Sump pump current draw

andy300zandy300z Posts: 39Solar Expert
Hello. I hooked up a kill a watt meter to my sump pump today and read the following watt > 910 Amps> 10.5.
The reason for all this is to figure out the surge current of the pump so i can purchase the right inverter. The numbers dont make sence since we are at 10.5
amps which is 120v x 10.5 amps = 1260w
I read a surge current for a pump can be 6 to 7 times its wattage
The kill a watt meter is telling me another story.
My question is that can i use the xantrex prowatt pure sinewave 2000w for this with out any problems.
Thanks

Comments

  • Peter_VPeter_V Posts: 224Solar Expert ✭✭✭
    Re: Sump pump current draw

    Why not use a DC pump? Not sure how high you are pumping the water but maybe a bilge pump would work?

    I have one of the small ones that pumps 500 gal per hour (granted at low lift) and only draws about 20 watts. I think it can lift 5-10 feet but the GPH drops and the power goes up.

    These things are dirt cheap (way cheaper than an inverter, etc.)

    Just throwing out an option.
  • andy300zandy300z Posts: 39Solar Expert
    Re: Sump pump current draw

    My situation is unique i pumping 15feet up . I beleive its a 1/2 horspower home depo submersable pump. It works for me the only issue i have is that the float get stuck some times.
  • CariboocootCariboocoot Posts: 17,615Banned ✭✭
    Re: Sump pump current draw

    Basically, a Kill-A-Watt won't read the surge; it happens too fast for the meter to sample. There are some (very expensive) latching Ammeters that can do it.

    Pumps are tricky. They don't have a fixed rate of draw. Put resistance against the motor (as in trying to lift a column of water) and the current draw goes up. Most sump pumps (pedestal type?) are about 1/4 HP. That would be 186.5 Watts if you try to calculate it from one electrical HP. See how far off the numbers are? You've already seen nearly 1 kW draw!

    Rather than guess or buy an expensive meter or a much too large inverter, I like Peter_V's answer: the DC sump pump. If you want this for emergency power back-up, a pump like this one: http://www.canadiantire.ca/AST/browse/8/KitchenBath/Plumbing/WaterPumps/PRD~0623549P/Mastercraft%252BSump%252BPump%252BBattery%252BBackup.jsp?locale=en is cheaper than an inverter which could run a standard unit.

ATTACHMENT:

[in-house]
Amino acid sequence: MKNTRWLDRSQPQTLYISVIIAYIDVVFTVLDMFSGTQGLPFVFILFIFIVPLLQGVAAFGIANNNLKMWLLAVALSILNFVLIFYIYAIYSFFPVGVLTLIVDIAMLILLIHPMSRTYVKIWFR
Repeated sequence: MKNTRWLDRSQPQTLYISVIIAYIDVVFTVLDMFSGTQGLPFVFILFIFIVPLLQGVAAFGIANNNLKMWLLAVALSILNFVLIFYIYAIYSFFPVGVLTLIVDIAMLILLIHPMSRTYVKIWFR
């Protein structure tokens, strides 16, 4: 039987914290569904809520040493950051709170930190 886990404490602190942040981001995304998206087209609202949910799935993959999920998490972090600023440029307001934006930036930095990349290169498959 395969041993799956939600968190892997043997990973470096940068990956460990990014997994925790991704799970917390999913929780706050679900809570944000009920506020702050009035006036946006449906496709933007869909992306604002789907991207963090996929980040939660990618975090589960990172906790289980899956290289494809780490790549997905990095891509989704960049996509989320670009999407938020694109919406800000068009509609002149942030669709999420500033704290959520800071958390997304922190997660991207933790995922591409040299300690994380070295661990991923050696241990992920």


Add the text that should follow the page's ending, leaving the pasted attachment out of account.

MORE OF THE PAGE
• BB.BB. Posts: 27,914Super Moderators, Administrators admin
    Re: Sump pump current draw

    Like the other post I made about the lag of current flow vs the ac voltage waveform:

    Power = voltage x current x cosine (current phase angle)

    Inductive motors are not resistive loads where current follows voltage exactly (cosine of zero is 1.0).

    With motors, the lagging phase angle is around a 0.6 power factor...

    1/0.6 = 1.67

    Or, your inverter will need to output 1.67x more current to account for the inductive qualities of an induction motor.

    -Bill
    Near San Francisco California: 3.5kWatt Grid Tied Solar power system+small backup genset
  • BB.BB. Posts: 27,914Super Moderators, Administrators admin
    Re: Sump pump current draw

    This is a complex issue and I cannot type much from my phone right now...

    Centrifugal pumps use less power as flow is reduced/restricted and positive displacement pumps (like piston pumps use more).

    A VFD (variable frequency drive) may also be an option for you.

    -Bill
    Near San Francisco California: 3.5kWatt Grid Tied Solar power system+small backup genset
  • mike95490mike95490 Posts: 7,921Solar Expert ✭✭✭✭
    Re: Sump pump current draw
    andy300z wrote: »
    My situation is unique i pumping 15feet up . I beleive its a 1/2 horspower home depo submersable pump. It works for me the only issue i have is that the float get stuck some times.

    15' is a bit tall for a boat bilge pump, so you really need a sump pump.
    pump reviews indicate 5' max lift
    http://www.powerboat-reports.com/sample/bilge.html

    The sticking float is a problem. that can either burn out the motor, or flood your basement, depending how it sticks. Niether is good.

    What is your normal water input, 5 gallons a day? 1 GPM ? How much do you need to move ? maybe a smaller pump, with longer run times, is better than a large pump cycleing on - off - on all the time

    Amazon.com has a pretty good listing and varity, but first, the amount and frequency of pumping needs to be known.


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